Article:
During World War II and Afterwards
After Lithuania was annexed to the Soviet Union in the summer of 1940, intensive sovietization took place in Zhezhmer. Businesses, mostly Jewish, were nationalized and Jewish parties and organizations were disbanded. Many Jews joined government economic enterprises and security institutions. The Hebrew school was closed and all Zionist activities were forbidden. A limited amount of cultural activity on behalf of the Comsomol took place in the hall of the Y.L. Peretz library. At the same time the departure of the town's youngsters to Kovno and other towns continued, and just 200 families were left in Zhezhmer.
On June 24th, 1941 only two days after the German invasion of the Soviet Union, Zhezhmer was occupied by the German army. The town was already in the hands of Lithuanian nationalists who began their persecution of their Jewish neighbors. Among the first victims they murdered were three members of the Ilionsky family. On the pretext that Jews had shot Lithuanians and that they had hidden explosives under the floor of the synagogue, the LIthuanians searched Jewish houses and robbed them. They detained heads of families and other men and transferred them to Koshedar (Kaisiadorys), where they were killed together with the local Jews. At the same time the local authorities published orders forbidding Jews to be seen in the streets, to buy food and so on.
For several weeks many Jewish men were forced to dig peat in Palemonas and the women to do the same in Praveniskis.
In the second half of August 1941 all Jews were gathered into the synagogue and kept there without food and water for several days. On August 27th, 1941(4th of Elul 5701) all the men were taken to Strosiunai forest near the village of Vladikiskis, about 3 km. (nearly 2 miles) north of Zhezhmer. There they were executed and buried in previously prepared pits. The next day, August 28th (5th of Elul), the women and children were slain in the same forest. 2,200 men of Koshedar, Zhosly and Zhezhmer together with 1,800 women and children from those towns are buried in those mass graves. One of the women, Miriam Kotskin, who realized what was going to happen, set fire to her house and jumped into the flames before the murderers came to take her to the murder site.
Most of the local residents did nothing to help their Jewish neighbors and only a few helped Jews to survive. Their names are inscribed in the archives of Yad Vashem in Jerusalem.
In 1943 Nazi military rulers established a working camp in Zhezhmer, intended for hundreds of Jews from small ghettos between Lithuania and Belarus. In May of that year 700 people from this camp were transferred to the Kovno ghetto where they were absorbed by the local authorities.
In the autumn of 1991 the local authority erected a metal fence around the mass graves and placed new marble slabs on the monuments. On them is written in Lithuanian and Yiddish: Here on August 28th, 1941, Nazi murderers and their local helpers tortured and buried alive 2,200 Zhezhmer, Zhosly and Koshedar Jews.
On the nearby mass grave the same inscription was engraved with a slight variation to its wording: 1,800 women and Jewish children There the Lithuanian sculptor V. Kapaciunas erected three wooden sculptures named Pain.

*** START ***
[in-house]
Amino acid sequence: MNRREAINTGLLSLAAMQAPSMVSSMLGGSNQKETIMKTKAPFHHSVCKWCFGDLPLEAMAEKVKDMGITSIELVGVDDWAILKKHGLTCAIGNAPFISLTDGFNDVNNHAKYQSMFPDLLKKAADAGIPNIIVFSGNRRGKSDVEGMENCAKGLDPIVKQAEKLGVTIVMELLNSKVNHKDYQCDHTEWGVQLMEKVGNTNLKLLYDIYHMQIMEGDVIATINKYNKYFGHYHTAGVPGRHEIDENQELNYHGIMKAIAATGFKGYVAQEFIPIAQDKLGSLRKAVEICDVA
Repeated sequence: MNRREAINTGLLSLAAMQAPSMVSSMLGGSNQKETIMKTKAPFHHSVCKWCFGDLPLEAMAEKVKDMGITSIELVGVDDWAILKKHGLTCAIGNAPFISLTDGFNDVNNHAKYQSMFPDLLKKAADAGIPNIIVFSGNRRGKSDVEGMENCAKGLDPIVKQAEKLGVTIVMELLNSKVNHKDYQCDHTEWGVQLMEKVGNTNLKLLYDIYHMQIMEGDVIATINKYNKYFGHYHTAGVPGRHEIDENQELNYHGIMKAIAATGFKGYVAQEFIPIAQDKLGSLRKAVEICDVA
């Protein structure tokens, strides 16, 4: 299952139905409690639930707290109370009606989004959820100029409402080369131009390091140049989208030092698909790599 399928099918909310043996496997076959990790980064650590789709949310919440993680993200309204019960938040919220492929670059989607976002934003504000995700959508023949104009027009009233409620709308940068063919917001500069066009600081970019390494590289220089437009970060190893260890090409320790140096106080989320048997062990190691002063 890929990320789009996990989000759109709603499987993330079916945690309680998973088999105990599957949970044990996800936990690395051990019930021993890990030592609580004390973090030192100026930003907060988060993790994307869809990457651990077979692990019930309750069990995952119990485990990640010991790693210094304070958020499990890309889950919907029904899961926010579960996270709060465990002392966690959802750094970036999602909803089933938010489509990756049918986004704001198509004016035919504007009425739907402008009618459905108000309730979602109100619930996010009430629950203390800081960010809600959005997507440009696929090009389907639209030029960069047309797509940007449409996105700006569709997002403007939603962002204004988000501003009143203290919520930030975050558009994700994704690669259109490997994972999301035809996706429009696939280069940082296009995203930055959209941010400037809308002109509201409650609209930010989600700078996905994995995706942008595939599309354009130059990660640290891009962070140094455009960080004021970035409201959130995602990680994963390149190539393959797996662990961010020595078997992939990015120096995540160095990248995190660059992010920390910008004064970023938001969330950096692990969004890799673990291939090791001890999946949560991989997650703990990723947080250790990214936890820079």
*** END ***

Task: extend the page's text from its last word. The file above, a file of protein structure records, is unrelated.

The massacre site of the men in the forest of Strosiunai
At the left of the photograph stand the three wooden sculptures
|The massacre site of the women and children|
|A group of survivors at a commemoration service beside the monument|
Yad Vashem Archives - Jerusalem: M-1/E-122/50; 633/531, 1313/1274, 1493/1403, 1763/1635, 2129/1908, 2452/1514; M-9/15(6); M-33/383; M-35/80; 0-3/3681, 3870.
Koniuhovsky Collection 0-71, file 85; 0-57 Zhezhmer file, testimony of Yits'hak Kalmitsky.
YIVO New York, Lithuanian Communities Collection, file 1519
Garfunkel, Leib, Kovna HaYehudith BeHurbanah (Hebrew), Jerusalem, 1949
Levin, Dov - Zhezhmer: Pinkas HaKehiloth-Lita, Yad Vashem, Jerusalem 1996
Ghetto Yedioth (Yiddish), Vilna, #33, 4.4.1943; #42, 6.6.1943
Di Yiddishe Shtime - Kovno, 16.7.1922
HaMelitz - St. Petersburg #68, 135, 158
Folksblat - Kovno, 25.10. 1937, 26.7.1939, 13.11.1940
Kaisiadoriu Aidai, #76, 21.9.1991
List of Zhezhmer Jews donors to the Persian famine sufferers in 1872 listed in Hamagid.
(From JewishGen>Databases>Lithuania>Hamelitz . Compiled by Jeffrey Maynard)
|Surname||Given Name||Comments||Source in Hamelitz||Year|
|Breine||woman from Ziezmariai (Zezmer)||#12||1872|
|BEILES||Yosef Tzvi ben Avraham||#17||1872|
|BEILESH||Yosef Tzvi ben Avraham||p169||1872|
|BEISHTRIK||Moshe Avraham||brother of Zev||p169||1872|
|BEISHTRIK||Zev||brother of Moshe Avraham||p169||1872|
|GLEZER||Boruch||brother of Yekil & Gedalia||p169||1872|
|GLEZER||Gedalia||brother of Boruch & Yekil||p169||1872|
|GLEZER||Yekil||brother of Boruch & Gedalia||p169||1872|
|KATZ||Yudil ben Ch||p169||1872|
|KATZ||Eidel||brother of Eliezer||p169||1872|
|KATZ||Eliezer||brother of Eidel||p169||1872|
|POM||Raphel||father of Yudil||p169||1872|
|POM||Yudil ben Raphel||p169||1872|
|SIFER||Leib brother of Reuven||p169||1872|
|SIFER||Reuven brother of Leib||p169||1872|
|STRASHUN||Chaim ben Yosef||p169||1872|
|STRASHUN||Yosef||father of Chaim||p169||1872|
|Aharon ben M||p169||1872|
|Avraham Yitzchok ben N Sh||p169||1872|
|Falk||nephew of Zalman||p169||1872|
|Gedalia||from Kaunas (Kovno)||p169||1872|
|Heshil ben Y P||p169||1872|
|Leib ben A||p169||1872|
|Leib ben Ch||p169||1872|
|Mordechai ben Z B||p169||1872|
|Moshe ben Y P||p169||1872|
|Naphtali ben Y Tz||p169||1872|
|Shimshon bven Dov||#17||1872|
|Tzvi ben N Sh||p169||1872|
|Yekutiel Nechamiah||f-i-l of Zelig||p169||1872|
|Yitzchok ben A Ch||bridegroom||p169||1872|
|Zalman ben A||p169||1872|
|Zalman uncle of Falk||from Jurbarkas (Yurburg)||p169||1872|
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